“Having nextLAB allowed us to continue to support VFX vendors around the world with plate pull automation. This was critical because our friends and colleagues in VFX did not have time to slow down and needed to maintain continuity. nextLAB empowered us to do that and not miss a beat.”


SpinVFX, too, had been researching remote work options before the global pandemic was officially declared. “We were focused on finding remote solutions that met our needs and industry standards,” outlines SpinVFX Visual Effects Supervisor/partner Jeff Campbell. “So, security, reliability and quality of data, as well as high-speed connectivity, was paramount in our search. This search led us to solutions such as Teradici software.”

Jeff Campbell, Visual Effects Supervisor/partner, SpinVFX

A testing period of the remote connection to Spin’s pipeline revealed they would need a 10 gig connection from their internet provider. In addition to these networking aspects, the studio also created a set of governing policies and standards on setting up remote dailies, rounds and final reviews.

From an artist workflow point of view, Campbell observes that there were, of course, big changes here. “Rather than sauntering over to review a shot on an artist’s workstation I became familiar with Google Meet instead. Certainly, supervisors had to adjust their approaches to best motivate and inspire artists across a digital platform.”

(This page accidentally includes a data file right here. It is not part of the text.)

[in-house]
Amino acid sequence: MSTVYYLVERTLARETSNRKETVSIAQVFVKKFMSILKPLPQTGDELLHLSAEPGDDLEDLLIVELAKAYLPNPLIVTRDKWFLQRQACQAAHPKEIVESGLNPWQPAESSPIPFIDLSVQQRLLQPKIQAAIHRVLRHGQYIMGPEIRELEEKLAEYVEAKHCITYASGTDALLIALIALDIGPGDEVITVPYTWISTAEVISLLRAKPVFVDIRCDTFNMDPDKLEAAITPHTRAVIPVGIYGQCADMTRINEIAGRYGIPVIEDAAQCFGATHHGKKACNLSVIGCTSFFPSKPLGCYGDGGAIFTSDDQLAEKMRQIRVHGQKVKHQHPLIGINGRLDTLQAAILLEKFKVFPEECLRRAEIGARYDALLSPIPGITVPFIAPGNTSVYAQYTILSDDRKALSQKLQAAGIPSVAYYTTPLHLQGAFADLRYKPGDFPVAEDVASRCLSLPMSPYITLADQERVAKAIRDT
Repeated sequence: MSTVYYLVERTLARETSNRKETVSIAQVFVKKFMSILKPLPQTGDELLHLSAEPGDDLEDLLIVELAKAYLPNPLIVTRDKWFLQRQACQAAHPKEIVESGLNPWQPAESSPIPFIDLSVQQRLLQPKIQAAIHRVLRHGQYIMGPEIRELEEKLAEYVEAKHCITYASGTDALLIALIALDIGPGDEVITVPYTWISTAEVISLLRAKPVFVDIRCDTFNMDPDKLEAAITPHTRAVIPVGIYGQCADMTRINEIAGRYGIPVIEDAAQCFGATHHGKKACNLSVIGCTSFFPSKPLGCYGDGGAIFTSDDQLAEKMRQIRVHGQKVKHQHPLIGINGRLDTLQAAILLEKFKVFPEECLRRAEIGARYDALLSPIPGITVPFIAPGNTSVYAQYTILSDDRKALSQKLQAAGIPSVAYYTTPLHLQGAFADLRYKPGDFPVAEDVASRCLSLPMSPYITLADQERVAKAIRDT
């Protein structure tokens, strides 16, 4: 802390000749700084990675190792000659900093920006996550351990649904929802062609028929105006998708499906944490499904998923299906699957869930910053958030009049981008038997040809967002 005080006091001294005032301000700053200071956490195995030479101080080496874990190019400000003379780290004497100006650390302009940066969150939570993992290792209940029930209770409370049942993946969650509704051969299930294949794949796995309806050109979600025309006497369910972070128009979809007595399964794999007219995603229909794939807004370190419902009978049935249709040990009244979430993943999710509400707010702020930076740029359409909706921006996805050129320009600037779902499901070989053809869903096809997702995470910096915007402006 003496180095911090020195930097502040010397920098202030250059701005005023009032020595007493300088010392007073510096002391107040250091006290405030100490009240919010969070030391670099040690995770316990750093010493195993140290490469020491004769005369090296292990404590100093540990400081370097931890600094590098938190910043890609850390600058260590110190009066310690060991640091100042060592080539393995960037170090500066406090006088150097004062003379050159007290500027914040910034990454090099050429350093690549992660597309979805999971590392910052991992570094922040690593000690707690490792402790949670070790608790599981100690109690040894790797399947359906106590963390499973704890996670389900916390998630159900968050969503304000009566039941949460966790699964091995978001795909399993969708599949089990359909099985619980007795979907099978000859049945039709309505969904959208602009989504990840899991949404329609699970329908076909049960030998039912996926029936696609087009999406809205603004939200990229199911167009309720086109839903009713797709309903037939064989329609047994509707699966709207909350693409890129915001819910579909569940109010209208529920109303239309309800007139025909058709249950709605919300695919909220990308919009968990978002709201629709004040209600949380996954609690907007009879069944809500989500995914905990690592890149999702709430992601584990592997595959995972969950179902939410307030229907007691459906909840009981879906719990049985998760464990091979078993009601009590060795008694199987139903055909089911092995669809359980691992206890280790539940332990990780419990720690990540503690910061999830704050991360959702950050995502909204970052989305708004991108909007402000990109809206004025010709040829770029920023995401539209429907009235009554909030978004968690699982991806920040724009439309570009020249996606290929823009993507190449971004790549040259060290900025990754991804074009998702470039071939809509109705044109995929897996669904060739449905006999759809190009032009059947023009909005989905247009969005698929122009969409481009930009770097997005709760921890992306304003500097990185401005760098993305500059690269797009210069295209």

One of Spin’s biggest challenges came in the form of, relates Campbell, “figuring out the logistics of off-boarding our staff and delivering necessary equipment as quickly as possible so staff could feel both safe and prepared without sacrificing on client deliverables. This included mass delivery of monitors, computers, chairs and managing the needs of users who needed multiple OS’s or workstations.

“We faced challenges of adjusting to the inevitable hurdles at first while making sure our clients’ needs were met,” continues Campbell. “Hurdles were largely around connectivity issues and just finding that rhythm. This was eased thanks to super supportive and understanding clients who worked with us during this transition.”